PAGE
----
The Yagami school were excellent carvers of iron, known for their 1000 monkey designs.
Late 18th / early 19th century
Bought from Japan
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Kankyûtô are archaic double-edged kozuka, made of a single piece of steel with a double-edged tip and hole at the back of the handle. It was carried in the scabbard of the Japanese sword, like the more common kozuka.
The purpose of the kankyuto was associated with the handling and tagging of severed heads taken from defeated enemies. Theories differ on what exactly they were for, affixing a tag to the head or affixing a thread to the head, both by means of the hole in the back. They fell out of practical use in the late 16th century when the tradition of taking enemy heads was seized, but production continued in the Edo period probably out of nostalgic reasons.
For more information, see my glossary article: Kankyûtô.
A classic example of an Edo period "revival" kankyûtô. Of a one-piece construction, with a double-edged tip. The hilt has a raised center ridge and an inome (boar's eye) shaped hole at the end.
On the hilt is chiseled a Chinese poem. I'm not sure about all characters, but it reads something like:
Such poems often feature on these pieces, with slight differences in the characters used. They are believed to be an homage to fallen warriors.1
On the blade is chiseled a 16-petal Chrysanthemum mon, the imperial logo, and the words: 雷除 “kaminari-yoke", a talisman against thunder and fire.
Pieces like this one are believed to have been made as replicas of an 11th century piece that once belonged to the famous samurai Minamoto Hachimantaro Yoshiie (1039-1106 A.D.). They were apparently commissioned by daimyo Matsudaira Sadanobu (1759-1829 A.D.), who owned the original and had these reproduced by the notable smith Tegarayama Masashige.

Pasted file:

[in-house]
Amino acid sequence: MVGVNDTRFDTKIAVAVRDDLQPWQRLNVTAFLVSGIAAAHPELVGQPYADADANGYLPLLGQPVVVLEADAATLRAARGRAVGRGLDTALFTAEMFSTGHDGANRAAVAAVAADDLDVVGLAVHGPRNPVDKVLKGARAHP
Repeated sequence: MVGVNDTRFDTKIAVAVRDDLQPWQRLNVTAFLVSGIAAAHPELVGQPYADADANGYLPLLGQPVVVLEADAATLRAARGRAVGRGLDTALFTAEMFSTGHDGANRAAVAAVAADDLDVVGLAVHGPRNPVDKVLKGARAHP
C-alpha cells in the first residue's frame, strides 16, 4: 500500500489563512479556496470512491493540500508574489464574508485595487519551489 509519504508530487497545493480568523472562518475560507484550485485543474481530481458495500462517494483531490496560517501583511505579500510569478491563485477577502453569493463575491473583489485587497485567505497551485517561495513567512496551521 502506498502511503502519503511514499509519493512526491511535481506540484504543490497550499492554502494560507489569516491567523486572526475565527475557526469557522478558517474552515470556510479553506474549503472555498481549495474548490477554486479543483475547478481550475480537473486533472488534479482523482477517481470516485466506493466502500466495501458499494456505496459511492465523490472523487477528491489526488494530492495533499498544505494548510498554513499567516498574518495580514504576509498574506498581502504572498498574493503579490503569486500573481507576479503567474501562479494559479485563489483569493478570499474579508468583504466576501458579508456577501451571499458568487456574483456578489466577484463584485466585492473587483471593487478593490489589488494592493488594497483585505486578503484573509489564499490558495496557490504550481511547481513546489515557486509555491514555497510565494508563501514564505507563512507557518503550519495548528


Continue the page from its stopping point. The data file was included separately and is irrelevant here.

Because the reference is merely a description on an unnamed website, with no other footnotes to follow-up on, I have not been able to trace whether this story checks out. It could explain the use of the imperial mon on them, and the fact that all surving examples tend to be extremely similar to one-another, possibly all resembling the 11th century prototype.
1. Mike Vinehout, assisted by Markus Sesko and Dr. Chris Leung; The Rituals of Victory. Japanese Sword Society of the United States Journal, 2014.
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Japanese sword guard depicting three wise monkeys conveying the message see no evil, hear no evil, speak no…
The very detailed mountings are decorated with designs of Japanese spiny lobsters.
A fine and unusually large tsuba. Attributed to Hizen by the NBTHK.
Executed in "nanban style" openwork with chiseled and gold-encrusted peonies.
A peculiar tsuba with a depiction of Bodhidharma and two dragon chasing a pearl.